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Survey Reveals the Extra Cost of Being Loyal to Broadband and Mobile Providers

Tuesday, May 21st, 2024 (12:02 am) - Score 1,200
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A new Opinium survey of 2,004 UK adults, which was commissioned by Uswitch.com and conducted between 16th April 2024 to 22nd April 2024, has claimed that broadband ISP customers who haven’t switched for 7-8 years are the worst off, paying on average £22.10 extra a month. The situation is almost as bad for mobile users’ too.

Most of the major broadband and mobile providers tend to entice new customers with big first-term discounts, which promptly evaporate at the end of that term as prices return to their standard level (in some cases, this can double your monthly payments). On top of that, it’s also fairly common for such providers to also introduce mid-contract price hikes that can hit both new and existing customers alike.

In January 2024, Uswitch calculated prices for broadband customers would rise by £27.19 per year on average, and mobile customers would see an average increase of £24.23 per year. This was based on the majority of broadband and mobile providers calculating their annual price rises based on December 2023’s 4% inflation rate plus an additional 3.9%.

The other problem with being loyal is that you can end up being stuck on a legacy contract / package that could ultimately cost a lot more over the longer term, unless you proactively elect to upgrade, change or re-negotiate your existing package (Retentions – Tips for Cutting Your Broadband Bill). The new survey helps to underline the impact of this.

The Cost of Loyalty

The survey found that customers have seen huge variations in pounds-and-pence price rises, depending on their original package and how long they’ve stayed with their provider – with the impact of percentage increases compounding every year.

For example, broadband customers who haven’t switched for 7-8 years are the worst off, paying on average £22.10 extra a month (45% more than the national average increase of £15.20). By comparison, mobile customers who haven’t switched for 8-9 years have been hit by an average £13.20 monthly bill rise (67% more than the national average of £7.90).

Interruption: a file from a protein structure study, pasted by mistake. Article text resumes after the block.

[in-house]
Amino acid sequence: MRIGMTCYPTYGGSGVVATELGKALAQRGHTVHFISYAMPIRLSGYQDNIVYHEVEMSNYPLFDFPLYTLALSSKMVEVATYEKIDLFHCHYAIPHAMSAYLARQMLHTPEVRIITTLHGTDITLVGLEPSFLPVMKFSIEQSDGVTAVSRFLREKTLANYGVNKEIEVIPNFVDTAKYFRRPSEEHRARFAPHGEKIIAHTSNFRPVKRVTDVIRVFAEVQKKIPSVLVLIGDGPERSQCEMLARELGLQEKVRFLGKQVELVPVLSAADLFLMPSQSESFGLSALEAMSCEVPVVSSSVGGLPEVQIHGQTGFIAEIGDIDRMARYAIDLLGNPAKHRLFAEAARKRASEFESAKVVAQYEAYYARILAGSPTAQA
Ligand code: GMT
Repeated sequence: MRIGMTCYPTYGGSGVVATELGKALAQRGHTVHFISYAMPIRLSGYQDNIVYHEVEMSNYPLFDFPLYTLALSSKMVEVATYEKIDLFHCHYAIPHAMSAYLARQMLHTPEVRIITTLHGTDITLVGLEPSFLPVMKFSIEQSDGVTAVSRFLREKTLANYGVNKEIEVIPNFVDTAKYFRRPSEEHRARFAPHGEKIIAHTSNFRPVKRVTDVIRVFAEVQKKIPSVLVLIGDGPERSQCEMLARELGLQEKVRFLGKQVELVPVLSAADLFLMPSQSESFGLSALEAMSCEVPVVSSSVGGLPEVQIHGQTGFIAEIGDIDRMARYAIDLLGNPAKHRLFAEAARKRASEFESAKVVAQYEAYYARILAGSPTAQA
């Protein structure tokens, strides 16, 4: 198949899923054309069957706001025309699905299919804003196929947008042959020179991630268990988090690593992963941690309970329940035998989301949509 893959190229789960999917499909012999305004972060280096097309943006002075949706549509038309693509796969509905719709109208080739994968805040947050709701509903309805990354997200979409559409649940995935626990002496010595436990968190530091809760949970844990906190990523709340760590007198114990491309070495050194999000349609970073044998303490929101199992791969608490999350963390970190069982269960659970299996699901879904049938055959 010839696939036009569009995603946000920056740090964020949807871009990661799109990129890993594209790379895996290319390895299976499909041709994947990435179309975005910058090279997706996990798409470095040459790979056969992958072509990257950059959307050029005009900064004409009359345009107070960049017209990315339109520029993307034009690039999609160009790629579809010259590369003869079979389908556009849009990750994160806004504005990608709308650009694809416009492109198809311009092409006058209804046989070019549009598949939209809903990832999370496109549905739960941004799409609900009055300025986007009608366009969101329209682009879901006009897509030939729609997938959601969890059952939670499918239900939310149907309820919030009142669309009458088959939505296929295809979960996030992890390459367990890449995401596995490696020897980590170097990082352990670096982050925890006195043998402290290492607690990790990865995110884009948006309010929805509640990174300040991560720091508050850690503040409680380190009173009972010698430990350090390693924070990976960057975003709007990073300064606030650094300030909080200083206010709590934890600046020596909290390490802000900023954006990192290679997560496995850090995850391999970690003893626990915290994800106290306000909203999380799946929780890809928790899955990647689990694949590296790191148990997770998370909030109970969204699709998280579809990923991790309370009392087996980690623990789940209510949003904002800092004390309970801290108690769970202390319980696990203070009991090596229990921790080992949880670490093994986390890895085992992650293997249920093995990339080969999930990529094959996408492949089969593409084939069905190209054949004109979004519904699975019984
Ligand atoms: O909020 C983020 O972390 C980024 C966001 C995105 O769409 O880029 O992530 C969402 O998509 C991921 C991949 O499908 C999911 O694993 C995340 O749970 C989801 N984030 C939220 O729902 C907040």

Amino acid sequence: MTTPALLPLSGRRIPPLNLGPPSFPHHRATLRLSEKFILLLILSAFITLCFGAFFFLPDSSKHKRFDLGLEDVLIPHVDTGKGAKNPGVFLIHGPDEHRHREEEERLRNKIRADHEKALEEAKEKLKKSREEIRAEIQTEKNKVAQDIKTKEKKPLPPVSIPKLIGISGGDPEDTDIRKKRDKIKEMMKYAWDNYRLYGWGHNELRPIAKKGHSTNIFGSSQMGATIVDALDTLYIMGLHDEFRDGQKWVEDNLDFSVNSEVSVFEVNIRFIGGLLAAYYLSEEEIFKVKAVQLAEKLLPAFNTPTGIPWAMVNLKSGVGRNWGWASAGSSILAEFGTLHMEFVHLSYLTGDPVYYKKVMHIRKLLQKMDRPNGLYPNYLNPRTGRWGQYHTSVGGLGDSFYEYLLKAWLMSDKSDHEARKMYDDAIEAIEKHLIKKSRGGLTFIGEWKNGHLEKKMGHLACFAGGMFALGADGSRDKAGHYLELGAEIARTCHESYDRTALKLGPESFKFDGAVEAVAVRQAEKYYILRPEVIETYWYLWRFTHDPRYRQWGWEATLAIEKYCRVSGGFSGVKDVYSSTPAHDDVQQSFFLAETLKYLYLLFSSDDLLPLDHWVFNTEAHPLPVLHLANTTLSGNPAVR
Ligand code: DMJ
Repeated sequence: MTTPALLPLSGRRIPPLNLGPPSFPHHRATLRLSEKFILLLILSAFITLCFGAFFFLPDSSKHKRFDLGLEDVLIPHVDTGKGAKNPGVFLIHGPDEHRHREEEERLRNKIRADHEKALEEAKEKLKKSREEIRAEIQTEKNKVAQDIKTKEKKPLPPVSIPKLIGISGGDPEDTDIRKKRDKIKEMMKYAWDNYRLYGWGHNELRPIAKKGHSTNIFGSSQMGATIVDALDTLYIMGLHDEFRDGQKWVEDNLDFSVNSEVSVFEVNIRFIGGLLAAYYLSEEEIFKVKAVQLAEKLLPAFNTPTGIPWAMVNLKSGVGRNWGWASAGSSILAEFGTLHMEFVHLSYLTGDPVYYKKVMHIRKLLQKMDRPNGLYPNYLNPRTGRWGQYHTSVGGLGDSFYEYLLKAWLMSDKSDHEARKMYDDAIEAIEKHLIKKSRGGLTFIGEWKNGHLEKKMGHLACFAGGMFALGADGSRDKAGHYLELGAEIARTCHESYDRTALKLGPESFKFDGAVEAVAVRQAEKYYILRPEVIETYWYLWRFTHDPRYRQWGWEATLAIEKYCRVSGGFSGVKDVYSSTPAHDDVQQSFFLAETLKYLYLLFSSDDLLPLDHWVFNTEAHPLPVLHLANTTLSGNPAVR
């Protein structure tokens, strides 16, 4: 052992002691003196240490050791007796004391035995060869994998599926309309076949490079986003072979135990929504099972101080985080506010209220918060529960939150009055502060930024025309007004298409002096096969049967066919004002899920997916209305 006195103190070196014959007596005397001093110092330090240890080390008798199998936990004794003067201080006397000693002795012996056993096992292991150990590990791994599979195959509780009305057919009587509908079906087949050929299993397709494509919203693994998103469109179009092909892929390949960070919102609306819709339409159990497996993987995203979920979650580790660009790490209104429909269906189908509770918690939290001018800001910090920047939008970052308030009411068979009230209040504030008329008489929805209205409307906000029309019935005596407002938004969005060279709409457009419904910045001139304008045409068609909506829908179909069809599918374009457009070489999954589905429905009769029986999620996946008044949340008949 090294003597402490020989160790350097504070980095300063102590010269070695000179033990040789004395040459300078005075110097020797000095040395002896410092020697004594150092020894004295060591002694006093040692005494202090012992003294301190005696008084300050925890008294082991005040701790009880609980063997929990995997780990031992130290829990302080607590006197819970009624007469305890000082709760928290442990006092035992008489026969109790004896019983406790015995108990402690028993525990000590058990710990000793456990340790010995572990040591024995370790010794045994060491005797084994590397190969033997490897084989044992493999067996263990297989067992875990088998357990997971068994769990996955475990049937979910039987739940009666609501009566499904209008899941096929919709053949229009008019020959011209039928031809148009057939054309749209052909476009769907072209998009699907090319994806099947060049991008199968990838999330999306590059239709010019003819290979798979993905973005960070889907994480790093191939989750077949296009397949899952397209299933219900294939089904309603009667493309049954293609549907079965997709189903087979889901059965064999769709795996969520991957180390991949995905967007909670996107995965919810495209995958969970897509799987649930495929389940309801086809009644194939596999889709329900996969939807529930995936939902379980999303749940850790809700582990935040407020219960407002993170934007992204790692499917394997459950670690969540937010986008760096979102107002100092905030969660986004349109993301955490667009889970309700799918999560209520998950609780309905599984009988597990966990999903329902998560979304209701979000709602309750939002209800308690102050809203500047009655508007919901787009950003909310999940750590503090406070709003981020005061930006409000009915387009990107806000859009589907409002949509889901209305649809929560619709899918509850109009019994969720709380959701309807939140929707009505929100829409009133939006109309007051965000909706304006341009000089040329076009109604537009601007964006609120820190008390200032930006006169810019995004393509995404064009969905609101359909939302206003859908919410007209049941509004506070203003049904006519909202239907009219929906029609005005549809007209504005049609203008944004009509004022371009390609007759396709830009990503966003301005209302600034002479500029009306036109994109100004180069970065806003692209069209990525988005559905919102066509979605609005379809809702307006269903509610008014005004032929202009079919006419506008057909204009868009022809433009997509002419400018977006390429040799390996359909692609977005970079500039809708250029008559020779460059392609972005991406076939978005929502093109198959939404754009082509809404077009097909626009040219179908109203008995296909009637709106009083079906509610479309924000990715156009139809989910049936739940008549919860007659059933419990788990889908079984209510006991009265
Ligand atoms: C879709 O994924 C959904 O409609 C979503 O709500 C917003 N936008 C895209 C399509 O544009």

On the flip side, those who switched their mobile provider less than one year ago were the best off, with their increases averaging out at £6.70, or 15% lower than the national average of £7.90. Similarly, those who switched their broadband provider less than one year ago saw their price increase average out at £11.75 – 23% lower than the national average of £15.20.

Average amount broadband bills have increased by since March 2024

Length of time spent with same provider Average monthly increase in 2024
Less than one year £11.75
1-2 years £13.40
2-3 years £15.80
3-4 years £15.90
4-5 years £12.80
5-6 years £13.60
6-7 years £15.60
7-8 years £22.10
8-9 years £21.90

Average amount mobile bills have increased by since March 2024

Length of time spent with same provider Average monthly increase in 2024
Less than one year £6.70
1-2 years £7.70
2-3 years £8.50
3-4 years £8.40
4-5 years £7.90
5-6 years £7.00
6-7 years £11.70
7-8 years £12.80
8-9 years £13.20

As if to make matters worse, some 23% of respondents were unsure about how much their bills have gone up, while 44% still don’t know when their contract ends (this is important if you’re looking to leave penalty-free). The most common reason for this is because they rely on reminders from providers to pay bills or renew contracts (28%), although 18% confess they aren’t good at keeping track of dates.

Clearly, the regulator’s End-of-Contract Notifications (ECN) system, which requires all telecoms providers to issue such notifications to existing subscribers at the end of their term (sent by text, email or letter), may not be working for everybody. The ECN system was intended to help tackle the so-called “loyalty penalty” by keeping customers informed about the best deals and thus encouraging switching.